I hate to say “I told you so,” but…
A few months ago, I wrote that if natural gas prices fell into the low $3s, it would be time to buy.
Sure enough, after prices dropped to the mid $3s (and not a penny lower), they rallied – hitting $4.13 last week. That represents the first solid break over $4 since July.
As a result, two stocks that we’ve covered in the sector – Basic Energy Services (BAS) and Chesapeake Energy (CHK) – blasted higher.
[ad#Google Adsense 336×280-IA]They were recently up 40% and 16%, respectively.
But don’t worry, there’s still time to get on board if you haven’t locked in profits already.
You see, both stocks have since settled back after their recent run-ups.
In other words, now is the time to act.
Here’s a quick rundown of where each company stands…
The Pick-and-Shovel Play
As a services provider, Basic Energy is involved in every aspect of the drilling and production process. So the company is dependent on natural gas prices for its future profits.
When prices stay high, more rigs and services are required. When prices are low, few new rigs are put into production, and service is often deferred. As a result, competing companies are more likely to bid fiercely for available business.
So now that gas prices are trending higher – with a solid base of support in the mid $3s – Basic’s outlook is certainly bright.
Indeed, shares are trading in quite a nice range, with strong support in the $11-to-$13 range and resistance at the mid $17s.
If you see shares pull back to the lower end of the range, it’s time to buy!
Chesapeake is a longtime recommendation for Oil & Energy Daily readers. We’ve been covering the company since early 2012. And in February of this year, I urged you to get on board when CEO Aubrey McClendon announced his resignation.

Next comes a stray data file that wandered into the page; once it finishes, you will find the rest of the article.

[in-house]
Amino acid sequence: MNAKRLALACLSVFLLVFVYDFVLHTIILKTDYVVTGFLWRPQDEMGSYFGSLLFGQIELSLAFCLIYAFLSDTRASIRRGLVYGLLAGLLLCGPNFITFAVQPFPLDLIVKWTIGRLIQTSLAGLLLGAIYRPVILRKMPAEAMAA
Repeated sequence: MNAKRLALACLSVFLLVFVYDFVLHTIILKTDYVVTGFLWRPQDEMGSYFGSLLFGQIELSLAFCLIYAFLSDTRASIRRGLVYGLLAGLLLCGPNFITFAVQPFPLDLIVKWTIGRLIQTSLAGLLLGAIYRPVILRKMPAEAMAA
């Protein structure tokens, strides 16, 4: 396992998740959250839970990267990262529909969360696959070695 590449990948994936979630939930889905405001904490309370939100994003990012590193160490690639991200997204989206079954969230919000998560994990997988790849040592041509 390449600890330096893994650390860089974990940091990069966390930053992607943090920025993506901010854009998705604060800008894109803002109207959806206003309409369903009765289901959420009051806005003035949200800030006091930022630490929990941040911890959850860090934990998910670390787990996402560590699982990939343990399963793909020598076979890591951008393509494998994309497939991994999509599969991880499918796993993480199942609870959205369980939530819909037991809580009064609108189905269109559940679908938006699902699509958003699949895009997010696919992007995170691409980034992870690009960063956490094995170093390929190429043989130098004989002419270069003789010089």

Shares are trading about 30% higher since that time – and have jumped over 50% at one point.
The company has managed to beat estimates every quarter this year because it has exposure to oil and natural gas liquids, which have been trading at much more profitable levels than the gas itself.
Now, if natural gas continues to power higher (as we believe it will in the coming years), Chesapeake Energy (CHK) could see its share price move 50% higher – since it will be able to lock in prices that are 50% to 70% higher in the futures markets for production.
Ultimately, anything it makes over $4 per thousand cubic feet (mcf) will translate into pure profits.
So if you’re looking for a pure-play on natural gas – along with an oil and liquids kicker – CHK should be in your portfolio.
Bottom line: Speaking of natural gas at $4, the commodity should begin to trade in the $4 range more frequently in the coming months. And in the next issue of Oil & Energy Daily, I’ll tell you exactly why.
And “the chase” continues,
Source: Oil & Energy Daily